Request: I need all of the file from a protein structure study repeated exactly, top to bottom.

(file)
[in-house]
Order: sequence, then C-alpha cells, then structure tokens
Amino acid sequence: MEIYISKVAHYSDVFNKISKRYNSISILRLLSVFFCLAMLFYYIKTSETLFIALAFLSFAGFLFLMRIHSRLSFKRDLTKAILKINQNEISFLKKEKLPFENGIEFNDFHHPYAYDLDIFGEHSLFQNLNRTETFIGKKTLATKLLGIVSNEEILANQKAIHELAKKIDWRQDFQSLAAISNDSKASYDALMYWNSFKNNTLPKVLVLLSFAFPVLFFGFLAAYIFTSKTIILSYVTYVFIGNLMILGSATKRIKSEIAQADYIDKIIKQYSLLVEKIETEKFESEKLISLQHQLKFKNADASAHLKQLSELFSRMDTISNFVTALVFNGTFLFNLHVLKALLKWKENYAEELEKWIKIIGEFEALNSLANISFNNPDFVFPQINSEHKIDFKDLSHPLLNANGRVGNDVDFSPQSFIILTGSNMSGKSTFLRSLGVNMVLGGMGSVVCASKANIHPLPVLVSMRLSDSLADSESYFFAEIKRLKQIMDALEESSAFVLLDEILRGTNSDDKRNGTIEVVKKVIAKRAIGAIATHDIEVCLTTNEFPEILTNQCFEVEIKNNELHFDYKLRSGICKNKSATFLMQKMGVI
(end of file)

[in-house]
Order: sequence, then C-alpha cells, then structure tokens
Amino acid sequence: MEIYISKVAHYSDVFNKISKRYNSISILRLLSVFFCLAMLFYYIKTSETLFIALAFLSFAGFLFLMRIHSRLSFKRDLTKAILKINQNEISFLKKEKLPFENGIEFNDFHHPYAYDLDIFGEHSLFQNLNRTETFIGKKTLATKLLGIVSNEEILANQKAIHELAKKIDWRQDFQSLAAISNDSKASYDALMYWNSFKNNTLPKVLVLLSFAFPVLFFGFLAAYIFTSKTIILSYVTYVFIGNLMILGSATKRIKSEIAQADYIDKIIKQYSLLVEKIETEKFESEKLISLQHQLKFKNADASAHLKQLSELFSRMDTISNFVTALVFNGTFLFNLHVLKALLKWKENYAEELEKWIKIIGEFEALNSLANISFNNPDFVFPQINSEHKIDFKDLSHPLLNANGRVGNDVDFSPQSFIILTGSNMSGKSTFLRSLGVNMVLGGMGSVVCASKANIHPLPVLVSMRLSDSLADSESYFFAEIKRLKQIMDALEESSAFVLLDEILRGTNSDDKRNGTIEVVKKVIAKRAIGAIATHDIEVCLTTNEFPEILTNQCFEVEIKNNELHFDYKLRSGICKNKSATFLMQKMGVI